New Shoes in the Rain

Monday, March 26, 2018

The next step

It's Monday.  A good bit has happened since our last visit.....

Saturday brought us the March for our Lives in some 800 locations throughout the U.S. and around the world.  About 1,000 people marched here in Lexington, and, of course, the largest gathering was estimated to be 800,000 in Washington, D.C.  Ironic that both President Trump and members of Congress were not in town when this occurred.

I watched some of the coverage and many of the speeches, but was most taken by Emma Gonzalez and her speech.  If you're not familiar with her by name, Emma is the young woman who wears a buzz cut and has become one of the primary faces of the movement she and her classmates from Parkland began.  Emma's speech was deliberately punctuated by a period of silence to ensure that the entire length of her appearance was equal to the amount of time that the shooter roamed the halls of Marjory Stoneman Douglas High School on Valentine's Day.  To see that girl standing before hundreds of thousands of people absolutely silent, tears streaming down her face, was remarkable.

I honestly believe that several things are beginning to turn a corner in terms of our political system, and these kids and their tireless efforts are at the heart of it.  It seems to me that they are making the idea of voting and participating in the electoral process essential to young people, and if they can help add that many voices at the ballot box, things really can change.

In a slightly different part of the political universe, Stephanie Clifford appeared on CBS' "60 Minutes" last night.  Better known as Stormy Daniels, Clifford gave her long-awaited interview to Anderson Cooper, who asked reasonable questions, and appeared altogether credible in describing her one-night stand with Donald Trump in 2006.  Some of the details were uncomfortable, to say the least, and it isn't difficult to see why she, of all people, would be someone that Trump and his team would want to remain silent.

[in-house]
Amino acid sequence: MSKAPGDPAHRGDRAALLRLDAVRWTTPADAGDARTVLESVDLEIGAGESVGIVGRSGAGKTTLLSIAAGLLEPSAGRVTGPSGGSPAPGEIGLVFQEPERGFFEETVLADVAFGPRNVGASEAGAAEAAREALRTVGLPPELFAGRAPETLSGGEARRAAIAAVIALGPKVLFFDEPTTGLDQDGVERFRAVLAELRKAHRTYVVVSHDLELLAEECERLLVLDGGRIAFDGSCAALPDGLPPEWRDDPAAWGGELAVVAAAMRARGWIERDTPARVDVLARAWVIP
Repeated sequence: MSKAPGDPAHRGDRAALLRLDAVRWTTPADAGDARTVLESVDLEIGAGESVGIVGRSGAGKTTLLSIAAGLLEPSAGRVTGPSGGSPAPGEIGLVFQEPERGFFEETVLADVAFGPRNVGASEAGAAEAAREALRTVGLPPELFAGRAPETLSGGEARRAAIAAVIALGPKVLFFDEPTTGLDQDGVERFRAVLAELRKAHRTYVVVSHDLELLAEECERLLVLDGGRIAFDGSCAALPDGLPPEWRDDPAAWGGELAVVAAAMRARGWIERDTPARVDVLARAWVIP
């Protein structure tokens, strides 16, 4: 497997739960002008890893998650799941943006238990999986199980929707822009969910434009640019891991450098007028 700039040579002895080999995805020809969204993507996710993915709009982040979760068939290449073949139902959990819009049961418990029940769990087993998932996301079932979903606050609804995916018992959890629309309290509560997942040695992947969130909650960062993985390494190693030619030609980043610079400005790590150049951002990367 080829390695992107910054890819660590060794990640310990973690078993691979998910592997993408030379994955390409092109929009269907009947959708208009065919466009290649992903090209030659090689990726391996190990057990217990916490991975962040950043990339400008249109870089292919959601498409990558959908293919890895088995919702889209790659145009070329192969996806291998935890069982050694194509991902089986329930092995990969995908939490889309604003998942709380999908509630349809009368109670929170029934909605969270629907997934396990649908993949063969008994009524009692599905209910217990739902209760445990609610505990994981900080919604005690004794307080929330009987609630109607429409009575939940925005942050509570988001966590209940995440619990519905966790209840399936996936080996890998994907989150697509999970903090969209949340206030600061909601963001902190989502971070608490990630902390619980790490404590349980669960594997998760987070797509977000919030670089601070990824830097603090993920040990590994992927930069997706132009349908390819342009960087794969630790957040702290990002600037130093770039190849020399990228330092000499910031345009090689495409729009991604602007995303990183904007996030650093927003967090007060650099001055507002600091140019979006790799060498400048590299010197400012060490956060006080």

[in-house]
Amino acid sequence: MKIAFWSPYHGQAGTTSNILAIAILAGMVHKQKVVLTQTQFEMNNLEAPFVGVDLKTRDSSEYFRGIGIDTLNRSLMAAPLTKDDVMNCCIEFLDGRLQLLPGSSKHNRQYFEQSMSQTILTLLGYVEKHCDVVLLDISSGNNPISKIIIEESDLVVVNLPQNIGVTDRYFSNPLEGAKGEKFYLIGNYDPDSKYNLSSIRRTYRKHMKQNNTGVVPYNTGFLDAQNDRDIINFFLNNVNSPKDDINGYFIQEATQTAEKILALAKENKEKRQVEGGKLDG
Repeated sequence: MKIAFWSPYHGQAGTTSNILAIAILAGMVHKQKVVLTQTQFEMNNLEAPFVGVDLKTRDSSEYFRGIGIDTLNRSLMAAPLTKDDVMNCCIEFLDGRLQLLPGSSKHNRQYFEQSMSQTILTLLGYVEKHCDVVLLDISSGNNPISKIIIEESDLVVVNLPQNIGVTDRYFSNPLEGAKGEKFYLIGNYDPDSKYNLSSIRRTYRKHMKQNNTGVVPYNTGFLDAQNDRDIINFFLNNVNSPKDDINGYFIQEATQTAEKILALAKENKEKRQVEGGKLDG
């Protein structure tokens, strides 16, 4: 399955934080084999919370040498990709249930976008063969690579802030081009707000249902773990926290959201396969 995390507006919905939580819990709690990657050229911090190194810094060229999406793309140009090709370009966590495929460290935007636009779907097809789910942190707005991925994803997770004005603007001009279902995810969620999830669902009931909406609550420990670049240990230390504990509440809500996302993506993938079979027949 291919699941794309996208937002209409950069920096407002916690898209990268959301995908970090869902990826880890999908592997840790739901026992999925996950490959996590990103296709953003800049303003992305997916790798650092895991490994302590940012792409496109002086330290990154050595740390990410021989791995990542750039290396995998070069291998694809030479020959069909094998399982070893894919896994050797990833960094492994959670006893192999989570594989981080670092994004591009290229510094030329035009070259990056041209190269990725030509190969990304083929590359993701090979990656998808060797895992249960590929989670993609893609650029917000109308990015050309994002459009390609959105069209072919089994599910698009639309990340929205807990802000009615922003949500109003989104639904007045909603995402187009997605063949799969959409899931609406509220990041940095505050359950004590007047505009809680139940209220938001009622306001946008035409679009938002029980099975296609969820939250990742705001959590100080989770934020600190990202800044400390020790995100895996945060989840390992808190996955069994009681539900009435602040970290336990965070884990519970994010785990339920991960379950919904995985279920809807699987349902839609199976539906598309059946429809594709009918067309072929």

But it's out there now, as is her attorney, as he's making the rounds on the morning shows today, touting even more evidence.  President Trump has been uncharacteristically silent on Twitter and elsewhere since this interview aired last night.

Kentucky lost in their game against Kansas State last Thursday night in the NCAA men's basketball tournament, as KSU played their style of game and Kentucky never found its rhythm.  No matter, Kansas State was no match for the nun-powered juggernaut that is Loyola Chicago.  I think Kentucky probably would have lost to what is clearly this year's "team of destiny," despite their records, pedigrees, etc.

I pretty much lose interest in the tournament after Kentucky exits, whenever that happens, each year, but I did catch the second half and overtime of the Kansas-Duke game late yesterday afternoon.  A game between two teams I dislike, but, let's be honest, I dislike Duke a whole lot more than Kansas.  And I was rewarded by seeing Kansas prevail, though not until overtime.  Seeing Duke get a couple of calls against them late in the game was quite a surprise as well, as this seemingly never happens.